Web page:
If I fail the Means Test, can a judge allow me to file anyway?
Yes, a judge can allow you to file for Chapter 7 bankruptcy even if you fail the means test, but only you are able able to show "special circumstances."
Some examples of possible "special circumstances" are job loss or pay cut, a serious medical condition, or unusually high child care expenses. You must be able to produce proof of your expenses and that your expenses are reasonable -- and that you have no reasonable alternative.
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A judge can still bar you from filing Chapter 7 bankruptcy if the "totality of the circumstances" under707(b)(3) make it appear you are "abusing" the process.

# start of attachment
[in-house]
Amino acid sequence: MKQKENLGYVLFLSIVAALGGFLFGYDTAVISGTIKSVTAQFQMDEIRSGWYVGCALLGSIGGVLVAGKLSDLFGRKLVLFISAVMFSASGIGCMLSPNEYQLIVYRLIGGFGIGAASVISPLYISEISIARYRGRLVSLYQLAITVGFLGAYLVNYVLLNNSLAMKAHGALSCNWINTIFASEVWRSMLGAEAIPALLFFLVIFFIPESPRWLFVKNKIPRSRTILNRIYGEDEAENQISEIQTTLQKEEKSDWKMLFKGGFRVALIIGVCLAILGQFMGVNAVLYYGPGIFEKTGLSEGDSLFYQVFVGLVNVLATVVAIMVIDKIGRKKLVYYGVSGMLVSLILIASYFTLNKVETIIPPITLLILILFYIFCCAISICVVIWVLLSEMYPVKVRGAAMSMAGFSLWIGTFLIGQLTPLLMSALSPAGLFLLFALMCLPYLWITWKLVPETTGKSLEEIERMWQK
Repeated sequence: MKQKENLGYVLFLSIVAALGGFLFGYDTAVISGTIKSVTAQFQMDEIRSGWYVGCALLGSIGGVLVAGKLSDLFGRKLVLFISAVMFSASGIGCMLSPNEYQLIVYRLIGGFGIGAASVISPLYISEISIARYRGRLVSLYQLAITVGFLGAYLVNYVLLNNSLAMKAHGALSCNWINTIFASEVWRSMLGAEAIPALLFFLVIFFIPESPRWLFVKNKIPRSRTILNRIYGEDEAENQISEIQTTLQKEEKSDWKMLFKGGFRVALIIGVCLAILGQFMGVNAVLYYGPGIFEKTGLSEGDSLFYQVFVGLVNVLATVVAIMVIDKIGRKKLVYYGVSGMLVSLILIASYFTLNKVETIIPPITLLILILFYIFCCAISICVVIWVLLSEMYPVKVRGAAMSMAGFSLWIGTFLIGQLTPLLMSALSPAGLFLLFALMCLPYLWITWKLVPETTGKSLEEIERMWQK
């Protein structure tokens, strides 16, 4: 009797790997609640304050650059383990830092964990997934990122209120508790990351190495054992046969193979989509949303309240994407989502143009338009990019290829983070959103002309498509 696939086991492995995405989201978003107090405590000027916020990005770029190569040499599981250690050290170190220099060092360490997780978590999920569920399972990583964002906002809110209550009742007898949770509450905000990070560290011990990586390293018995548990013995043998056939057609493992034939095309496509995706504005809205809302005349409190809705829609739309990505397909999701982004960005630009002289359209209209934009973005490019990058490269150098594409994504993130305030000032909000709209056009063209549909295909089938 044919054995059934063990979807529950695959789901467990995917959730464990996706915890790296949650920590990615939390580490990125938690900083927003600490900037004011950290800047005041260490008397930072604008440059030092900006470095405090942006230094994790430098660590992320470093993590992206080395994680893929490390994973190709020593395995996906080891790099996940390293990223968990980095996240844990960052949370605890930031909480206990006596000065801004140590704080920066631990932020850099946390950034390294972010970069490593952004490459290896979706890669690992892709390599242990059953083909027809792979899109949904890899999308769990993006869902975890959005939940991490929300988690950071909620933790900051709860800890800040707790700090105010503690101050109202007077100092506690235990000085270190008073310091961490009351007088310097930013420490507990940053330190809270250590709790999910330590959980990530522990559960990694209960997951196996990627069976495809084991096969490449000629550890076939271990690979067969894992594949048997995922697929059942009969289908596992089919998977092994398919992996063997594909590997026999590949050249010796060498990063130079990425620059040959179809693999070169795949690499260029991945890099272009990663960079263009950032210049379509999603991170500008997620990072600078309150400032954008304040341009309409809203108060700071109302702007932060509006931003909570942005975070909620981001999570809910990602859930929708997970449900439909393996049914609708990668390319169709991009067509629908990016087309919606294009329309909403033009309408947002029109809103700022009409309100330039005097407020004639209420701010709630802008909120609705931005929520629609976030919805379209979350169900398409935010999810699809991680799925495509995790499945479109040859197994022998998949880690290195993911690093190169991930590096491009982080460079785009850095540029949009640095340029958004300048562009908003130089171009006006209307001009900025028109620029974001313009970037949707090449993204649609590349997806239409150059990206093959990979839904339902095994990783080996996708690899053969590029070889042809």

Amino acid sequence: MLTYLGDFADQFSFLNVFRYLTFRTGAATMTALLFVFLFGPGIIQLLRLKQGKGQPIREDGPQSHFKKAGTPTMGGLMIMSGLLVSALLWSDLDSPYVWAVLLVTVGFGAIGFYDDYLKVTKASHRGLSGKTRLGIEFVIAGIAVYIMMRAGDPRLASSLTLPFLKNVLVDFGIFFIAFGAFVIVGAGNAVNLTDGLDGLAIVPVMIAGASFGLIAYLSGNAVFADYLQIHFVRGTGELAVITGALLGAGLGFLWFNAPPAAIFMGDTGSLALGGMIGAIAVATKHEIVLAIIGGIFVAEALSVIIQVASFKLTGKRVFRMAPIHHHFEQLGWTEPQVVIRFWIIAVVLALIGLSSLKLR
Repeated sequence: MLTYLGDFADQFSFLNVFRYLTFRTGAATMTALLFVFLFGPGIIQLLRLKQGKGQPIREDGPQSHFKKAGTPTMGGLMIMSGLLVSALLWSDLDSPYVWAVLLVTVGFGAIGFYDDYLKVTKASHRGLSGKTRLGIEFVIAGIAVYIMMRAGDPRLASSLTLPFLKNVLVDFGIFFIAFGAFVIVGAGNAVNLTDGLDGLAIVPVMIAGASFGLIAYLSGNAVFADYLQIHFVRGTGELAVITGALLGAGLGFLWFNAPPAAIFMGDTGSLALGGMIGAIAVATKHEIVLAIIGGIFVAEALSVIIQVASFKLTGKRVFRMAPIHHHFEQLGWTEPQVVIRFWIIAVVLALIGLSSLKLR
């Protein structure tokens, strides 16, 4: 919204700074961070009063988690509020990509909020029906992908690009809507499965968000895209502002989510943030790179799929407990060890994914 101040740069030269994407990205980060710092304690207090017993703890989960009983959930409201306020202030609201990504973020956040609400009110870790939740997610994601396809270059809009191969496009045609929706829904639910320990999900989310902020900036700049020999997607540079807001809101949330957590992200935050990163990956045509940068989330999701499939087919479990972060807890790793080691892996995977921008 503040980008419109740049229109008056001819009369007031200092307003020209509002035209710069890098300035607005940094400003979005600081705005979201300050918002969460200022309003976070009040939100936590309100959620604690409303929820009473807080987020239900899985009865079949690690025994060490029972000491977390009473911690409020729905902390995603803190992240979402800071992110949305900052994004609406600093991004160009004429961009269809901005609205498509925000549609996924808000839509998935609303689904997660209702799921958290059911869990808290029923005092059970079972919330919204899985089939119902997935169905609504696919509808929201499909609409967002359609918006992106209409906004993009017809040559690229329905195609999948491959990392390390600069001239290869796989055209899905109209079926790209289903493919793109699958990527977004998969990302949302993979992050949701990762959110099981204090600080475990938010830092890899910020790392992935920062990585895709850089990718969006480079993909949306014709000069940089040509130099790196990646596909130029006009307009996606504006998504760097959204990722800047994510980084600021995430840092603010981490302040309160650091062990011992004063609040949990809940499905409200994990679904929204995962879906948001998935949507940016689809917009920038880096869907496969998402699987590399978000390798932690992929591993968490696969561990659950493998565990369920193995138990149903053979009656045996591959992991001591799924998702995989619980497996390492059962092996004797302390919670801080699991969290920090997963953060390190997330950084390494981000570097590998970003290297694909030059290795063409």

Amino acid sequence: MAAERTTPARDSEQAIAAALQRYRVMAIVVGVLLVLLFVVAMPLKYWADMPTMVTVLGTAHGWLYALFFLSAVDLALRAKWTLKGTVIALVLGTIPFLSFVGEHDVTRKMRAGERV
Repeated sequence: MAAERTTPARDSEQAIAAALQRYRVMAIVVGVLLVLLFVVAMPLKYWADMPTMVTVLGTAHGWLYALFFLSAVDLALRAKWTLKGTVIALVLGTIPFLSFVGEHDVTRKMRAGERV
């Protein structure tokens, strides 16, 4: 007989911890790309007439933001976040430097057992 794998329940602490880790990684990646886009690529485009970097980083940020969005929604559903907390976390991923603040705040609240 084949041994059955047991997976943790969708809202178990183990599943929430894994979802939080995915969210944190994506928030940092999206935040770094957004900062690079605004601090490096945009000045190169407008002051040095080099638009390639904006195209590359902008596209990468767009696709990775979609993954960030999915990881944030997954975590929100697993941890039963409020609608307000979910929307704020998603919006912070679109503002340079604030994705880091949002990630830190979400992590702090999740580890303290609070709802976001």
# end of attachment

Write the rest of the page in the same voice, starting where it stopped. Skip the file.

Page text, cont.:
Priority claims are debts that must be paid before all other debts. They include alimony, child support, wages you owe to workers, and unpaid taxes.
The 2005 Bankruptcy Law (BAPCPA) created the means test, ostensibly to prevent people from abusing bankruptcy. The means test mans you can't file for Chapter 7 bankruptcy if your income is above the median income for your state, or your allowed expenses leave enough disposable income to fund pay some of your debts over 5 years. In fact, most people who file for Chapter 7 bankruptcy have no trouble passing the means test.